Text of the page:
Contract academic faculty at the University of Toronto have voted to strike, should they hit a wall at the bargaining table.
For only the second time in a decade, instructional assistants from the Canadian Union of Public Employees (CUPE) local 3902 cast their votes 92.1 per cent in favour of a strike — doubling previous voter turnout.
“This vote reflects members’ resolve that ‘business as usual’ is no longer an option,” said Erich Vogt, vice-chair of the unit of the local CUPE chapter. “It serves notice that members demand the kind of job security, compensation and benefits that reflect their contribution to the university’s reputation and position as one of the world’s top teaching and research institutions.”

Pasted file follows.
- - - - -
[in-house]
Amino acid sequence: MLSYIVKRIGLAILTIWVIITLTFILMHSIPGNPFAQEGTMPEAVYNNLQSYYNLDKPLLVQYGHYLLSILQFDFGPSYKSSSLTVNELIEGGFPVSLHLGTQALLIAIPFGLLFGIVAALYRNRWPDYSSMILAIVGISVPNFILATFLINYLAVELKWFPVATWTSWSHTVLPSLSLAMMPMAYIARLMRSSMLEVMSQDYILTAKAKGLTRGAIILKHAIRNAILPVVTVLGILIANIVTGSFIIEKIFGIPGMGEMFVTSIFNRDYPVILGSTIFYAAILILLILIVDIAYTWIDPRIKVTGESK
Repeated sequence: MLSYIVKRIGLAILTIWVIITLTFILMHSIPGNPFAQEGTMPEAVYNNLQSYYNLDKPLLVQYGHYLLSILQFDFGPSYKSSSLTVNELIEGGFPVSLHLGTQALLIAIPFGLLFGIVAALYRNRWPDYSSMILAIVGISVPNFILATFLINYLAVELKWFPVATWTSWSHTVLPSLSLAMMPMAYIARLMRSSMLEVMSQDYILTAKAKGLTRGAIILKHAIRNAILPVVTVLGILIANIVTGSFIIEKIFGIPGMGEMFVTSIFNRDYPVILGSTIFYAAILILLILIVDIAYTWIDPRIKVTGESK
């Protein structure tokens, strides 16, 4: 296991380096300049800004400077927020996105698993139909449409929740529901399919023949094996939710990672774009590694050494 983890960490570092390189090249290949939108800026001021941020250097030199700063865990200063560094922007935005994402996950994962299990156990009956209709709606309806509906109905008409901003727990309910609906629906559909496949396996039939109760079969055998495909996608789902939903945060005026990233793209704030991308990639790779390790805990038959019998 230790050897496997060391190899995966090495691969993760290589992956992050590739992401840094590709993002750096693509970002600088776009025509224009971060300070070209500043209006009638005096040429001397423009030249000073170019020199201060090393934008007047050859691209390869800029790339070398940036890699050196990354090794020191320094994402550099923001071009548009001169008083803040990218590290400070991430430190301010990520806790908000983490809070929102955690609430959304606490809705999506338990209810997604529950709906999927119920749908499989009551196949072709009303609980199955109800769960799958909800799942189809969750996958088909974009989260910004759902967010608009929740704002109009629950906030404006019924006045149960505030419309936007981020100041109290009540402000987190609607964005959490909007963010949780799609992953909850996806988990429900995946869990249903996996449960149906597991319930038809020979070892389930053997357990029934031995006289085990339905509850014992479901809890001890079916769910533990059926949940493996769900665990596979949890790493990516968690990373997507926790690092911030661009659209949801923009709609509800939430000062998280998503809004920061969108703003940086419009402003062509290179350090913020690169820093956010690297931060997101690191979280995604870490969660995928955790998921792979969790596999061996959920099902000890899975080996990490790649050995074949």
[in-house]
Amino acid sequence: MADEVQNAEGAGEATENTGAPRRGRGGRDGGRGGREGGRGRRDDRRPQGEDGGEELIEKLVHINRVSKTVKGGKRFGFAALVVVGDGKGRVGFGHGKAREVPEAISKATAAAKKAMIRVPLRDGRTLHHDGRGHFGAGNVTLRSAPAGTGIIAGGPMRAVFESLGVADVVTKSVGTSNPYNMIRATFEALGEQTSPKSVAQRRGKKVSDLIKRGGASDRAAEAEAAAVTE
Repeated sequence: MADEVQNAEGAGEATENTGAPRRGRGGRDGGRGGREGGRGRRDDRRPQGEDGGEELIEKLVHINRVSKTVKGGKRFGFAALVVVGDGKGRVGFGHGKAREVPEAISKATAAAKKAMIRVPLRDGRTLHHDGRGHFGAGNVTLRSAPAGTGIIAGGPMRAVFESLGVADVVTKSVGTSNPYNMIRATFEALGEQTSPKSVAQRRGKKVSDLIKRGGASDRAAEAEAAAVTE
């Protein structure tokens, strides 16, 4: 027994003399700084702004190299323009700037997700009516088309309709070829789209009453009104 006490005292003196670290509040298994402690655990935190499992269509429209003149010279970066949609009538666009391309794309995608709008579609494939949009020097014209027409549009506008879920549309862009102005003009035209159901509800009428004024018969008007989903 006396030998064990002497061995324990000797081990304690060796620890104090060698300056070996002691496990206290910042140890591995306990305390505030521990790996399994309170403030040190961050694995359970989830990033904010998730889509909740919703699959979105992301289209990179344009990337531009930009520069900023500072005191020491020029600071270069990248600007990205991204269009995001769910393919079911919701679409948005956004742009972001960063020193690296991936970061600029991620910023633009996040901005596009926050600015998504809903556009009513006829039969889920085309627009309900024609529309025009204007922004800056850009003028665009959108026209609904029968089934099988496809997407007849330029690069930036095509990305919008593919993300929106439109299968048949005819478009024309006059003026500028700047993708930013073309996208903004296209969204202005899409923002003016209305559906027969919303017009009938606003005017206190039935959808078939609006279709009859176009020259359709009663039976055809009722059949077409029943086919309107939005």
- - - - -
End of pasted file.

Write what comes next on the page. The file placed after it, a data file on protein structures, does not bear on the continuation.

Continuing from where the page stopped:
This particular group of sessional lecturers perform about 35 per cent of all undergraduate teaching at the University of Toronto, yet comprise only one per cent of the university’s overall budget, according to CUPE.
“The majority have the same qualifications and experience as permanent faculty, but lack job security, never knowing what work they will have from term to term, and having to reapply every four to eight months for courses they have successfully taught in the past,” the union said.
There has been no increase in base wages for contract academic faculty since August 2012, and benefits have remained frozen for a decade.
Also part of CUPE local 3902 are graduate student teaching assistants and course instructors, who overwhelmingly approved a strike mandate back in the fall. Between the two units, almost 2,000 education staffers at the university are willing to strike if a deal cannot be ratified.
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